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Thursday, 9 August 2012

Exhumation (Εκταφή)

My uncle Periklis (cf Περικλής = Pericles) died yesterday at the age of 86. Longevity comes at a price - he managed to live long enough to see great-grandchildren, but he had also been bedridden for the last couple of years. At the wake, I was surprised to see that, even in his coffin, he still looked similar to the younger uncle I remembered. His face had not shrivelled or wrinkled; save the waxy white look of his skin, I saw the man I remembered in better times. Not even his wife Athina (cf Αθήναι = Athens) looked old and withered - she is from Sfakia, which may explain why she still looks strong and astute.

Periklis and Athina - they are such ancient names; they are the same names of my ancestors who laid the foundations of modern Greece. My uncle's name (and that of his wife's) continue to be heard - grandchildren have been named after them, in the same way that my ancient ancestors named their own children after their favourite Greek heroes.

A common wish of the Greek old or dying is to request to be buried in a specific place. Uncle Periklis specifically stated that he wanted to be buried in the family grave, where his parents and siblings were also interred, close to the village of his birth. The last person to be buried in the family grave was his brother - my late father. This means that the grave must be opened up with the permission of the next of kin of the last occupant, whose bones must be gathered together to be placed in a corner of the grave, before the next coffin enters.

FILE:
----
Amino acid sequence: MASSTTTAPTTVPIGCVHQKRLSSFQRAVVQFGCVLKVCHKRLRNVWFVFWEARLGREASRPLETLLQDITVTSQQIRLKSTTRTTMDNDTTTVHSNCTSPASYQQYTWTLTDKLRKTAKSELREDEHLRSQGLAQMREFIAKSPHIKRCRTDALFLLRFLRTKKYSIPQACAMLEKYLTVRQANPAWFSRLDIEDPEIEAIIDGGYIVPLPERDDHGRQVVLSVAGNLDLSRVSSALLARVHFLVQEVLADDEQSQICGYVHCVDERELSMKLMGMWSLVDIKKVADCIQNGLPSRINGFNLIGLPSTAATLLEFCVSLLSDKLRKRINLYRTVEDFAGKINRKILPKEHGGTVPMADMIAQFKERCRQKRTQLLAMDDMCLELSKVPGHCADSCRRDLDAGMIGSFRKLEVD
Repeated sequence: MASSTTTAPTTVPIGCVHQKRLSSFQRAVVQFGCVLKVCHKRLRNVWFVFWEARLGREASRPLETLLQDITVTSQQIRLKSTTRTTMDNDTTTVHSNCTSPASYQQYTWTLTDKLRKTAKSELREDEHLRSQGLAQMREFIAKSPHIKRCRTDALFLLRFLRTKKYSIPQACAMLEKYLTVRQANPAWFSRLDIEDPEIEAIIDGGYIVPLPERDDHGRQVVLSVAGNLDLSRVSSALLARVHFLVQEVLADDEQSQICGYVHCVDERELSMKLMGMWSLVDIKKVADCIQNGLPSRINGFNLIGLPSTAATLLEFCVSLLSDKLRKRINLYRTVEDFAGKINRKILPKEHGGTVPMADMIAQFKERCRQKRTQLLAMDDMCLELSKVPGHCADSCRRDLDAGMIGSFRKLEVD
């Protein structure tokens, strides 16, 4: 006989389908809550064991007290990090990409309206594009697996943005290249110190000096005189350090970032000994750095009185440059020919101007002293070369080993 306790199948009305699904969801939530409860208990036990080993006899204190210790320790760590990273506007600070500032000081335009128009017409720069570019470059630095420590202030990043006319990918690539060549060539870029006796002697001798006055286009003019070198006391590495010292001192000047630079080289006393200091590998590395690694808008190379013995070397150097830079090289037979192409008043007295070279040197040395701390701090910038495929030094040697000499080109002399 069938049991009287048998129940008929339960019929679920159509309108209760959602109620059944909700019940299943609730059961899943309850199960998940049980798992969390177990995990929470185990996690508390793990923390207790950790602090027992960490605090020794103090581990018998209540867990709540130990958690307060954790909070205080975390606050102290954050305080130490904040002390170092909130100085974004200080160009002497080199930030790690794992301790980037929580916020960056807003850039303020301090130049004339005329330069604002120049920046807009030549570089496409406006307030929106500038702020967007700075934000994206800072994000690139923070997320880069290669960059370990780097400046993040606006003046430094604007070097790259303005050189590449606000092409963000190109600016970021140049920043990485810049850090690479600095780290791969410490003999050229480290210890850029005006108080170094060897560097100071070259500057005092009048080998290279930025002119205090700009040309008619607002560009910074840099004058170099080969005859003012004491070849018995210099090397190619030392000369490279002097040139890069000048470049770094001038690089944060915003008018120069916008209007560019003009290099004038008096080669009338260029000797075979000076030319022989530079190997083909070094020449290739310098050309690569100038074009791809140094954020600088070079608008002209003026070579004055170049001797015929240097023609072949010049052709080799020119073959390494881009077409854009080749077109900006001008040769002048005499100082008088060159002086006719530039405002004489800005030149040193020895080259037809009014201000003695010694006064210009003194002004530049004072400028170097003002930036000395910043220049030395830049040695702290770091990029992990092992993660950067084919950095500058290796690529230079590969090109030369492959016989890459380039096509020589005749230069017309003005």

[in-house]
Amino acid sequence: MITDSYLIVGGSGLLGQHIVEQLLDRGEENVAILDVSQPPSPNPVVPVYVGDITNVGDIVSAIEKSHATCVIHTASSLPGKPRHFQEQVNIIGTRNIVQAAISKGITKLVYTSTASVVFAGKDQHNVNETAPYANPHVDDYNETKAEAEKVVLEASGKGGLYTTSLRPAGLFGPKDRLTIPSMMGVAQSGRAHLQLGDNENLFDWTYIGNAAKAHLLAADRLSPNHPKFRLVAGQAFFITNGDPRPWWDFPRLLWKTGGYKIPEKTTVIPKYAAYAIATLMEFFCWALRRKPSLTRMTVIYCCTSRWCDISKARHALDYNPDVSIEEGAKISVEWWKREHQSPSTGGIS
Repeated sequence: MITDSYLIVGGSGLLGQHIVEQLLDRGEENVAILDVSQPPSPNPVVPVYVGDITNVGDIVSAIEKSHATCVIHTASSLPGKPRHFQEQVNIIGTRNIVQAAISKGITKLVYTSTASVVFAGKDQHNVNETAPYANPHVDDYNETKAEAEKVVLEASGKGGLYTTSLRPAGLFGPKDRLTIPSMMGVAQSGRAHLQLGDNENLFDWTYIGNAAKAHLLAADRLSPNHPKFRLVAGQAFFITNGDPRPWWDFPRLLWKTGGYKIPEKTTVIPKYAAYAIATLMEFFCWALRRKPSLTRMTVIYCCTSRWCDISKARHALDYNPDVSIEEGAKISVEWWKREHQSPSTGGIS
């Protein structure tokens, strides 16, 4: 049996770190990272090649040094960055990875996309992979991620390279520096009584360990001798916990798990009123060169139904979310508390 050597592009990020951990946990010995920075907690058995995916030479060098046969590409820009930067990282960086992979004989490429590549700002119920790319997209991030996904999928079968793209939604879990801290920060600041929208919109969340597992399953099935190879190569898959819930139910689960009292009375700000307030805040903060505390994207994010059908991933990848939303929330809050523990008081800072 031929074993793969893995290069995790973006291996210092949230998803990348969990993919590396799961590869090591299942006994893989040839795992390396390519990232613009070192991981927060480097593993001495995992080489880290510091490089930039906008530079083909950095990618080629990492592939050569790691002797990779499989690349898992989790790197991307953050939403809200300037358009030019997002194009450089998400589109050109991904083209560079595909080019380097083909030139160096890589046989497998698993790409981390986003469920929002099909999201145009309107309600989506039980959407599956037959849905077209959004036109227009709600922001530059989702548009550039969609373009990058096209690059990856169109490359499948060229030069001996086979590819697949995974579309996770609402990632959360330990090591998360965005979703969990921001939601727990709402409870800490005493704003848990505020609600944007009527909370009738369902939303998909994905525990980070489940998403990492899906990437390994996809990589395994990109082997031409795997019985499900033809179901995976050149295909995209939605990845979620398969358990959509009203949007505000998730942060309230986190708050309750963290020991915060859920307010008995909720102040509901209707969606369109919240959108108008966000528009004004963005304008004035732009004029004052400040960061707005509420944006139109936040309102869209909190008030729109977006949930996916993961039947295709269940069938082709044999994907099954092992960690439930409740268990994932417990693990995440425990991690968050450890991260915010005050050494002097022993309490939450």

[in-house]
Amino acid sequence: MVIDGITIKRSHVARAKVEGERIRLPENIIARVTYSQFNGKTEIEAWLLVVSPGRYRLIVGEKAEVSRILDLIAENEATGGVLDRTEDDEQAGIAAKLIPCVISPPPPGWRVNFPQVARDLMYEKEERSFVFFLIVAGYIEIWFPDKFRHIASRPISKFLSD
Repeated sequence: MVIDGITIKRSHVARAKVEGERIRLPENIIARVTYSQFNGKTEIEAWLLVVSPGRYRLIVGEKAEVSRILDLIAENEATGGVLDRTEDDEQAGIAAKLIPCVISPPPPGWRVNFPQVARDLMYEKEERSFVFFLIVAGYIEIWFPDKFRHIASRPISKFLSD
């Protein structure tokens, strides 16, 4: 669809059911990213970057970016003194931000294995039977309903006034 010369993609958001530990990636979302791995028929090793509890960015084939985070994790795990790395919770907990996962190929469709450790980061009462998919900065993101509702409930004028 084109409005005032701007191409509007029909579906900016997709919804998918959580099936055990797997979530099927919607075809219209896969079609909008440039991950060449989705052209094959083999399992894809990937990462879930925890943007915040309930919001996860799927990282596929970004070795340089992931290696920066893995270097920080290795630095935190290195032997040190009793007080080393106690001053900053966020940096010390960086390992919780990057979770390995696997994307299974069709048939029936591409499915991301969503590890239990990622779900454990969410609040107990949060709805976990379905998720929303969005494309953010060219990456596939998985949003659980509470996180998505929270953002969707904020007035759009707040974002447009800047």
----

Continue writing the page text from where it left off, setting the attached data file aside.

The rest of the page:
This centuries-old tradition is carried out by the next of kin of the last occupant of the grave, which in this case, is me. A priest is present when the concrete slab (made of three different pieces, concreted together) below the marble covering of the shallow grave is lifted, revealing the bones of the former occupant. The priest then chants a blessing, and the next of kin (or an assistant while they are present) gathers the bones together, washing them in wine, before placing them in a pillowcase (or cardboard box) and moving them to the side.

The washing of the bones in wine is also my last connection with the family grave. Responsiility of its upkeep will now fall on the next of kin of the new occupant: they will come at regular intervals to clean its exterior and light the kandili (oil-burning lamp) on the headrest, occasionally adorning it with garlands of flowers.

It is possible that Uncle Periklis will be the last person to be interred here, even though it's usually the case that the spouse of a male is also buried in the same grave, so that the couple remain together in life and in death. However, his wife has specifically stated that she would like to be buried somewhere else. As previously mentioned, she is from Sfakia, so she may be forgiven. But no one can say that she hasn't given him a good send-off - Athina is a professional dirge singer. Death gives her life. No relative's or fellow villager's funeral has escaped her lamentations (she also did a good job at my father's funeral).

The tradition of washing the bones of the dead in wine has an overwhelming nature; some people are not able to perform it because of the feelings that it arouses. But those who do manage to perform it also get a sense of satisfaction from the knowledge that they have done their duty, by taking part in an ancient ritual that links their own life with the death of their predecessors. By being able to have this done while I am present, I am connected to my ancient past, preserving  a rite of passage in almost the same way that it was performed since antiquity, thereby extending my roots into the earth, just like the olive tree that defies death even when it is uprooted. 

For an explanation of the photos, click on each photo in this set.

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